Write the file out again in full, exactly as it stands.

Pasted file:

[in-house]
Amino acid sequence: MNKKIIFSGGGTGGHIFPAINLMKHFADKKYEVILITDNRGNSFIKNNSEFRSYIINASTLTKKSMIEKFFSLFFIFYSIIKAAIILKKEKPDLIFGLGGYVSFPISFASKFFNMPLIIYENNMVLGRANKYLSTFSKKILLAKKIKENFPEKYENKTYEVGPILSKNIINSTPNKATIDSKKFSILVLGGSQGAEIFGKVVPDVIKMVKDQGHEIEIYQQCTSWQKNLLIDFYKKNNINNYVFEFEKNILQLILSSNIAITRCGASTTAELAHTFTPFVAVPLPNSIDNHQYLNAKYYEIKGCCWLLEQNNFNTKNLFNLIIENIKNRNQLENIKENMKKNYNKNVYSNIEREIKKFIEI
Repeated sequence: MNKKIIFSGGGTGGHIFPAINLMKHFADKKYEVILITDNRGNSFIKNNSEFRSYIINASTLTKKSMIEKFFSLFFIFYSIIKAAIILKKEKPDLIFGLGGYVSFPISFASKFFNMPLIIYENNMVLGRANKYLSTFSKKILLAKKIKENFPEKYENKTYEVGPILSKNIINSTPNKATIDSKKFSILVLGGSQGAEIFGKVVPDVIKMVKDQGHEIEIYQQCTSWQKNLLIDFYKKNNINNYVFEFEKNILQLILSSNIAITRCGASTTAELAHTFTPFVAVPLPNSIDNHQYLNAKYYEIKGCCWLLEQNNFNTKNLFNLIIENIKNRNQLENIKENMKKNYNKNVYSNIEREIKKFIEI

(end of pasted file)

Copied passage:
[in-house]
Amino acid sequence: MNKKIIFSGGGTGGHIFPAINLMKHFADKKYEVILITDNRGNSFIKNNSEFRSYIINASTLTKKSMIEKFFSLFFIFYSIIKAAIILKKEKPDLIFGLGGYVSFPISFASKFFNMPLIIYENNMVLGRANKYLSTFSKKILLAKKIKENFPEKYENKTYEVGPILSKNIINSTPNKATIDSKKFSILVLGGSQGAEIFGKVVPDVIKMVKDQGHEIEIYQQCTSWQKNLLIDFYKKNNINNYVFEFEKNILQLILSSNIAITRCGASTTAELAHTFTPFVAVPLPNSIDNHQYLNAKYYEIKGCCWLLEQNNFNTKNLFNLIIENIKNRNQLENIKENMKKNYNKNVYSNIEREIKKFIEI
Repeated sequence: MNKKIIFSGGGTGGHIFPAINLMKHFADKKYEVILITDNRGNSFIKNNSEFRSYIINASTLTKKSMIEKFFSLFFIFYSIIKAAIILKKEKPDLIFGLGGYVSFPISFASKFFNMPLIIYENNMVLGRANKYLSTFSKKILLAKKIKENFPEKYENKTYEVGPILSKNIINSTPNKATIDSKKFSILVLGGSQGAEIFGKVVPDVIKMVKDQGHEIEIYQQCTSWQKNLLIDFYKKNNINNYVFEFEKNILQLILSSNIAITRCGASTTAELAHTFTPFVAVPLPNSIDNHQYLNAKYYEIKGCCWLLEQNNFNTKNLFNLIIENIKNRNQLENIKENMKKNYNKNVYSNIEREIKKFIEI